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Hell Ride

More Like Purgatory…for 90 Minutes

Written, directed, and produced by genre veteran Larry Bishop (Mad Dog Time, Shanks, Chrome and Leather), Hell Ride is an irony-free throwback to the late 60s-early 70s biker flicks. Quentin Tarantino (Kill Bill Vol. I and II, Pulp Fiction, Reservoir Dogs), a vocal fan of exploitation cinema, convinced the Weinstein brothers to cough up $3 million for Bishop’s second film as a writer-director (Mad Dog Time was his first). Unfortunately, Hell Ride delivers few of the guilty pleasures that made exploitation flicks so watchable almost forty years ago.

The film's storyline involves rival gangs, the Victors and the aptly named 666s, and an ongoing dispute over territory and money from the usual illegalities (e.g., drugs, prostitution). The leader of the Victors, John Pistolero (Bishop), and his second-in-command, the Gent (Michael Madsen), seem to be fighting a losing battle against the 666s and its leaders, the sadistic Billy Wings (Vinnie Jones) and the business suit-wearing Deuce (David Carradine). One top of this, Pistolero’s latest recruit, Comanche (Eric Balfour), has a secret and agenda that connects him to Pistolero, the Deuce, and the death of Comanche’s mother, Cherokee Kisum (Julia Jones), 32 years earlier. Besides the 666s, Pistolero has to contend with a possible mutiny from the other members of his gang.

Bishop tries to cover up Hell Ride’s spaghetti western-influenced story and themes with languid dialogue scenes (he’s no Tarantino, though), a jumble of unnecessary flashbacks and flash forwards, and genre veterans Dennis Hopper as Eddie “Scratch” Zero, an old associate of Pistolero’s, and David Carradine. Of course, there's also the periodic outbreaks of ultra-violence and gratuitous nudity to remind moviegoers that they’re watching an exploitation flick that shouldn’t be taken too seriously.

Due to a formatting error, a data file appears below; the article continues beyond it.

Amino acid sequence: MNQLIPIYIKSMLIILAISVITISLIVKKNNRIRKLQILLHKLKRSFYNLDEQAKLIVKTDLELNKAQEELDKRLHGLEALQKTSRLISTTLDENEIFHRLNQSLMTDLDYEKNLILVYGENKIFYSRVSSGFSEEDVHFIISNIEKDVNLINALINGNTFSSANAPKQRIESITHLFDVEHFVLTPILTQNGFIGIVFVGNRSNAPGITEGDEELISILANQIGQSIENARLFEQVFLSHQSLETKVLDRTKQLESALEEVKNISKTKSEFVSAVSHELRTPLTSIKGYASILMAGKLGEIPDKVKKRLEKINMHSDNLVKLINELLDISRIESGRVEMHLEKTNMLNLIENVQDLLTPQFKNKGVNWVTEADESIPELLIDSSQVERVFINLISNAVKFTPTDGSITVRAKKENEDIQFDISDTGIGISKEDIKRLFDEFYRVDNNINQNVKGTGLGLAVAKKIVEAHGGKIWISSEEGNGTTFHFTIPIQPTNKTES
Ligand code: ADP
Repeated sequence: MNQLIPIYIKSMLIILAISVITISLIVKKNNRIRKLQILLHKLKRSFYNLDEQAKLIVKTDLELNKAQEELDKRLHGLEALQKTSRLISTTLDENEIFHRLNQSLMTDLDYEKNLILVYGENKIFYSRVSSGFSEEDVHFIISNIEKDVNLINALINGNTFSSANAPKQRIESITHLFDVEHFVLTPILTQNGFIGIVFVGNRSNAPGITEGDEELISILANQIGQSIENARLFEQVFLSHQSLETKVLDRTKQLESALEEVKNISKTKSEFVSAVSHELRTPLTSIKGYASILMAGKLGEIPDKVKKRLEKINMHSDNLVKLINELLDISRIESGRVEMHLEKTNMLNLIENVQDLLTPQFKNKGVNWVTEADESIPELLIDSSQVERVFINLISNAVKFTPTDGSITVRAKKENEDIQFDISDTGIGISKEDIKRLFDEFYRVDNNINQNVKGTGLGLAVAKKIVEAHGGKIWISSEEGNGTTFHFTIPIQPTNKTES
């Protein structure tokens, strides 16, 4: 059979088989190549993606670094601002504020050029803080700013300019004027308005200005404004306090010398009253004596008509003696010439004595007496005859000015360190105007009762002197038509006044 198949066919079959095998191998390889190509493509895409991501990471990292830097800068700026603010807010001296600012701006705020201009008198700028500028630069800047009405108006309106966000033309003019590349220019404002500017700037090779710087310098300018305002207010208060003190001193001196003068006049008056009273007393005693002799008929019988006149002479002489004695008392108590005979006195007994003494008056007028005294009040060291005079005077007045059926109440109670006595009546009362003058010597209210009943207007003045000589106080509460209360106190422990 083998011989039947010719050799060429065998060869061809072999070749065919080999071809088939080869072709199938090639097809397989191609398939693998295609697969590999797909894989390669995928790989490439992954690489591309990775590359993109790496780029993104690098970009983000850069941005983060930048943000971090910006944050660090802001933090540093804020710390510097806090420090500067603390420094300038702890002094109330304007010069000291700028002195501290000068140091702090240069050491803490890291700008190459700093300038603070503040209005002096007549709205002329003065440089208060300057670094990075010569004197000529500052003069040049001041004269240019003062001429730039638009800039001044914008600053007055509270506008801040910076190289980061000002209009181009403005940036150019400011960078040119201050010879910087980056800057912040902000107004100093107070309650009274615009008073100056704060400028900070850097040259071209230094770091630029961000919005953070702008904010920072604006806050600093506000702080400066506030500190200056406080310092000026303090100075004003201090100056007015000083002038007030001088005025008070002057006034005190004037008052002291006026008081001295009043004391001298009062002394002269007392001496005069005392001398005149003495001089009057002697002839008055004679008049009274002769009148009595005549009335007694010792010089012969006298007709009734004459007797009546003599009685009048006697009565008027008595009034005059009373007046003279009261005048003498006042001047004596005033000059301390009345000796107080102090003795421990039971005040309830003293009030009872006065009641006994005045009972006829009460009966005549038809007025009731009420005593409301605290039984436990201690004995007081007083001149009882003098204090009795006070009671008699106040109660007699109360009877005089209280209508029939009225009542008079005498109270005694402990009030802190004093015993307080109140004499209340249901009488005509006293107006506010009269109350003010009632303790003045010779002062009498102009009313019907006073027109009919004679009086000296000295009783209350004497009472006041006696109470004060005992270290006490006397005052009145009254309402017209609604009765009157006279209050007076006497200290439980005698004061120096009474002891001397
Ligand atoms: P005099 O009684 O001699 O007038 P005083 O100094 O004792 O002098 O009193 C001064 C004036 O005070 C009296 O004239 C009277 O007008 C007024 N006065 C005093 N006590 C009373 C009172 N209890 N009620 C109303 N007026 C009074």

Not surprisingly, Hell Ride’s gender politics are a throwback to a more retrograde time in our social and cultural history (or at least the perception of such). Men are defined through their willingness to engage in violence to settle their differences, their prowess with weapons and, of course, their sexual charisma. Women are defined exclusively by their sexuality, availability, and willingness to subsume their identities to the men they’re sleeping with. They’re also interchangeable and disposable. As in just about any other exploitation flick, betrayal is punishable with violence and death. That often makes Hell Ride difficult, if not disturbing, to sit through, especially during the repeated flashbacks to the murder of Comanche’s mother.

Even if Hell Ride’s gender politics aren’t particularly concerning, the movie offers only the cheapest of thrills, thrills Bishop doles out sporadically. From the results onscreen, it’s obvious Bishop didn’t have the resources to stage the action scenes properly. Most of the action scenes go by too fast and not a lot happens in them, including the tension- and suspense-free confrontation between the Victors and the 666s that functions as Hell Ride’s climax and the final, secret-revealing denouement that even the least attentive moviegoer will figure immediately.

Rating: 2.5 out of 5 stars